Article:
Adnan Syed, who has spent nearly 20 years in prison for the murder of his ex-girlfriend Hae Min Lee, has been denied a new trial, the Maryland Court of Appeals announced Friday.
Syed’s conviction gained international attention after it became the subject of the wildly popular podcast Serial, which investigated whether he could be innocent. Serial didn’t come to any conclusions, but it did open the doors to further actions that could be taken with regard to Syed’s case.
In March last year, Syed and his legal team had a small victory when the Maryland Court of Special Appeals rules that his “Sixth Amendment right to effective counsel was violated” by a failure to investigate a potential alibi witness, Asia McClain, who said she saw Syed in the library at the time Lee was murdered.
However, Maryland’s highest court denied Syed a new trial in a 4-3 decision last week, reasoning that while there had been a failure to investigate an alibi witness, that deficiency did not prejudice the case overall. The court also said that Syed waived his ineffective counsel claim.
Syed’s attorney, Justin Brown, said the legal team was “devastated” by Friday’s ruling but would “not give up on Adnan Syed.”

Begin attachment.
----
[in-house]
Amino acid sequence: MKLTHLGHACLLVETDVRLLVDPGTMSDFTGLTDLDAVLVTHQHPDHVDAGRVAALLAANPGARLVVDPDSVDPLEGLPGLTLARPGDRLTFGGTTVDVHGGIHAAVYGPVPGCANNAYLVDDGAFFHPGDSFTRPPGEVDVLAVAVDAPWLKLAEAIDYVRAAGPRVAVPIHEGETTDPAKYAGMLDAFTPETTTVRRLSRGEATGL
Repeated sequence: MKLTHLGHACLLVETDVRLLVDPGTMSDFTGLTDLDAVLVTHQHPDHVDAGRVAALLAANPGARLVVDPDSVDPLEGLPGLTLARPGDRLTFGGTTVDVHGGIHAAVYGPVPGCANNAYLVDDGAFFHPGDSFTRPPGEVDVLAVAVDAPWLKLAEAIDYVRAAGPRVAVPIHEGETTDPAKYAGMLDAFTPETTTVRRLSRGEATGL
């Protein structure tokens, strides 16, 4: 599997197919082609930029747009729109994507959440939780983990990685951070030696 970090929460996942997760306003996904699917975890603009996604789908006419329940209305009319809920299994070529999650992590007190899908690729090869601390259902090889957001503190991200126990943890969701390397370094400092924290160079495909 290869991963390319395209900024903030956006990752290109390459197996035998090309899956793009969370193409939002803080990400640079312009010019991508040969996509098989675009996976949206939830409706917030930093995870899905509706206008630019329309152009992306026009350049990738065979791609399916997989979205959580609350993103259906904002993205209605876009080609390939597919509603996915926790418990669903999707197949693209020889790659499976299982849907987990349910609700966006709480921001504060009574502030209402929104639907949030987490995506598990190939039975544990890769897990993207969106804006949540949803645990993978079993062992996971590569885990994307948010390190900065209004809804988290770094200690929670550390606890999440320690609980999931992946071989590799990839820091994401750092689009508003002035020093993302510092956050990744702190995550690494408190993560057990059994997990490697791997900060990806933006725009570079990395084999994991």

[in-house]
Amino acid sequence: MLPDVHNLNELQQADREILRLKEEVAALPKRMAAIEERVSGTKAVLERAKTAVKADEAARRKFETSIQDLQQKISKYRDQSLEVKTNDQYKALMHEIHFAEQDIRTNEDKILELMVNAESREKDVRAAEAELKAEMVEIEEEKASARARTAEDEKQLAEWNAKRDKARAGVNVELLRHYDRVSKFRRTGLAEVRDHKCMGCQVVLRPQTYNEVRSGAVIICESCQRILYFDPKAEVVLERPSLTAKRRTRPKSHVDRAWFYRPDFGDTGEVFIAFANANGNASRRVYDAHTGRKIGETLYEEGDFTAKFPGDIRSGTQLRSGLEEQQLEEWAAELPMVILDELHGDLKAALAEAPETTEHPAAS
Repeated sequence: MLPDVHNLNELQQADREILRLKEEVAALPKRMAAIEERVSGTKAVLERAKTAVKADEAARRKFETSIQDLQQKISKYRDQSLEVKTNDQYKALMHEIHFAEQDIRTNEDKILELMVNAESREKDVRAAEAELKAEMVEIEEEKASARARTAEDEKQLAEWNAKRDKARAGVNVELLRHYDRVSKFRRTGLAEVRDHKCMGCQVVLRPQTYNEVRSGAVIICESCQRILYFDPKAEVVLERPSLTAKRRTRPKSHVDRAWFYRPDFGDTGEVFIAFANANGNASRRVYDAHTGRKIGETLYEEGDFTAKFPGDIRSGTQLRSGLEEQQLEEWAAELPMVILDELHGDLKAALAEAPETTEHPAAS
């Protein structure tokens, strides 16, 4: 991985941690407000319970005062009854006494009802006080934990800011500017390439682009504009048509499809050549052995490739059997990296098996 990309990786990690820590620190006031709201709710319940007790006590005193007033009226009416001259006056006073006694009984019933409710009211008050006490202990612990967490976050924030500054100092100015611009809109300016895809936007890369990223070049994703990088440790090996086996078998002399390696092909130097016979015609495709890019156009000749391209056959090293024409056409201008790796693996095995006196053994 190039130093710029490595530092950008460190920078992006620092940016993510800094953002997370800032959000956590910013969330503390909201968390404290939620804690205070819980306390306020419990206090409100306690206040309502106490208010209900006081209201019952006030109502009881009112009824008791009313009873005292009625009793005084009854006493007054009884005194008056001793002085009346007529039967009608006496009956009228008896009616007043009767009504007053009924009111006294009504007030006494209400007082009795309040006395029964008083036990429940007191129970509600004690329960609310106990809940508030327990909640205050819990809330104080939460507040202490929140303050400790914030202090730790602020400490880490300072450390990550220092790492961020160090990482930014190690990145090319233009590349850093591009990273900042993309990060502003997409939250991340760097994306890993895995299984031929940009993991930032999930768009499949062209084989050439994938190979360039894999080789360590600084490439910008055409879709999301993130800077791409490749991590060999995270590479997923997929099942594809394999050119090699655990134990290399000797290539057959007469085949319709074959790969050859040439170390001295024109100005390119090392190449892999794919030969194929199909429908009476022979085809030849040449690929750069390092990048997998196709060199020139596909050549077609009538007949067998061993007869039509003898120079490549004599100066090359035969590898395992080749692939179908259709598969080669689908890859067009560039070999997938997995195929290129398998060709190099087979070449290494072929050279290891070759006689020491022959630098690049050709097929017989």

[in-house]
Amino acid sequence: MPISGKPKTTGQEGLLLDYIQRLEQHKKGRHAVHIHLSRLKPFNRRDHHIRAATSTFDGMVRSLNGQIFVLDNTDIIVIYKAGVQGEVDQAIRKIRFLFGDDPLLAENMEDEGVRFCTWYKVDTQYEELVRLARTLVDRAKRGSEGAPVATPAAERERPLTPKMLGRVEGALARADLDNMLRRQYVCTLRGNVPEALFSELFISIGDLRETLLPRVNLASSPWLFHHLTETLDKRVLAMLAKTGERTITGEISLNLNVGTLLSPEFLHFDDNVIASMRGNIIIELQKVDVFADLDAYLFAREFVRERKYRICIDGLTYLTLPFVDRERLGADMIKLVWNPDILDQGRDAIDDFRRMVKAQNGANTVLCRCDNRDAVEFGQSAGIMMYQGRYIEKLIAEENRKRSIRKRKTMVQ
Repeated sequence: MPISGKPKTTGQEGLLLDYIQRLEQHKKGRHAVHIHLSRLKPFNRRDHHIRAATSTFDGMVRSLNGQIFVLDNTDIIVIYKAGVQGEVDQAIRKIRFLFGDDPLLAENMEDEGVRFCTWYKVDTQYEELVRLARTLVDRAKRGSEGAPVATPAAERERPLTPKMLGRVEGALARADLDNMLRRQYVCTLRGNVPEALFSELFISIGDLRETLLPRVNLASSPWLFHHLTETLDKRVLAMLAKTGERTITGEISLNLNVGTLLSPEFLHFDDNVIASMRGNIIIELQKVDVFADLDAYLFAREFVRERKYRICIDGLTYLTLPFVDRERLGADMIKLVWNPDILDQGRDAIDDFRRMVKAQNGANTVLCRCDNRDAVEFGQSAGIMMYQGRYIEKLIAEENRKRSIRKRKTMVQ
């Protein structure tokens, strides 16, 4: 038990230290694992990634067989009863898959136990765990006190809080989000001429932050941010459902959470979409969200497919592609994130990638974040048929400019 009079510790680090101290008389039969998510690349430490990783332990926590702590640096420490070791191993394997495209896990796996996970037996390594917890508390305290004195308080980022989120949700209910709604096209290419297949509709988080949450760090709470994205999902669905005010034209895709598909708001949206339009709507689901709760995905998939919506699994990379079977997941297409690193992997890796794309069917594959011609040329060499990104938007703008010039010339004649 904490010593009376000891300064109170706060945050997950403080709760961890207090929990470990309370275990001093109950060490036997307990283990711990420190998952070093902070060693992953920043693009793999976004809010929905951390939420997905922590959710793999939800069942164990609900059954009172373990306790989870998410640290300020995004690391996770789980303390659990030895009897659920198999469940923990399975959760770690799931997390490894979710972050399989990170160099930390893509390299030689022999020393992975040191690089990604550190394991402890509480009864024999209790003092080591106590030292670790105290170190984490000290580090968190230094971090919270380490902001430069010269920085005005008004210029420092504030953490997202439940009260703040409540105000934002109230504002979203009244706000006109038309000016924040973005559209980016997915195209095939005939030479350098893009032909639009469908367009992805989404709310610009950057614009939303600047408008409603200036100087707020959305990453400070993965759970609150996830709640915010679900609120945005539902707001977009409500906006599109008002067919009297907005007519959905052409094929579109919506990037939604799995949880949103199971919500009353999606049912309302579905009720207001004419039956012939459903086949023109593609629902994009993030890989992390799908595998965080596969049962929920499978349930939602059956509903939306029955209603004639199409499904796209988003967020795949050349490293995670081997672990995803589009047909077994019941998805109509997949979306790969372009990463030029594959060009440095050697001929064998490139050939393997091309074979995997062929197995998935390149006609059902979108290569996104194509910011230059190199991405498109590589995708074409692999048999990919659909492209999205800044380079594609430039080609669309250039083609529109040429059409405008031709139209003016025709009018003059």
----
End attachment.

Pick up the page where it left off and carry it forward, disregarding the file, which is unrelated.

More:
I just spoke to Adnan. There is not an ounce of quit in him. I repeat: we will not give up. #FreeAdnan
— Justin Brown (@CJBrownLaw) March 9, 2019
All the news about Syed’s case comes right at HBO has released a new documentary series about the case called The Case Against Adnan Syed. While most of the first episode is reportedly quite similar to the Serial investigation, the documentary promises to share new information.
Hold on, what’s this case again?
In January 1999, Hae Min Lee, age 18, went missing in Baltimore County, Maryland. Her body was found four weeks later in Leakin Park, bearing signs of manual strangulation. Her ex-boyfriend, Adnan Syed, was convicted of first-degree murder in February 2000 and given a life sentence plus 30 years.
Lee’s murder initially only generated local interest, until it became the subject of the first season of Serial 15 years later. The podcast, which was downloaded 175 million times, brought international attention to the crime and called Syed’s conviction into question.
While Serial’s investigation didn’t prove anything definitively, it exposed certain inconsistencies in the case, such as the court failing to call a witness who could have potentially corroborated Syed’s alibi and the general failings of Syed’s lawyer overall. After spending a year investigating the complicated case, reporter Sarah Koenig said, “the case is a mess.”
Following the release of the podcast and its tremendous popularity, the Innocence Project redoubled its efforts to bring justice to Syed.
See also: What’s Going on with R. Kelly? A Guide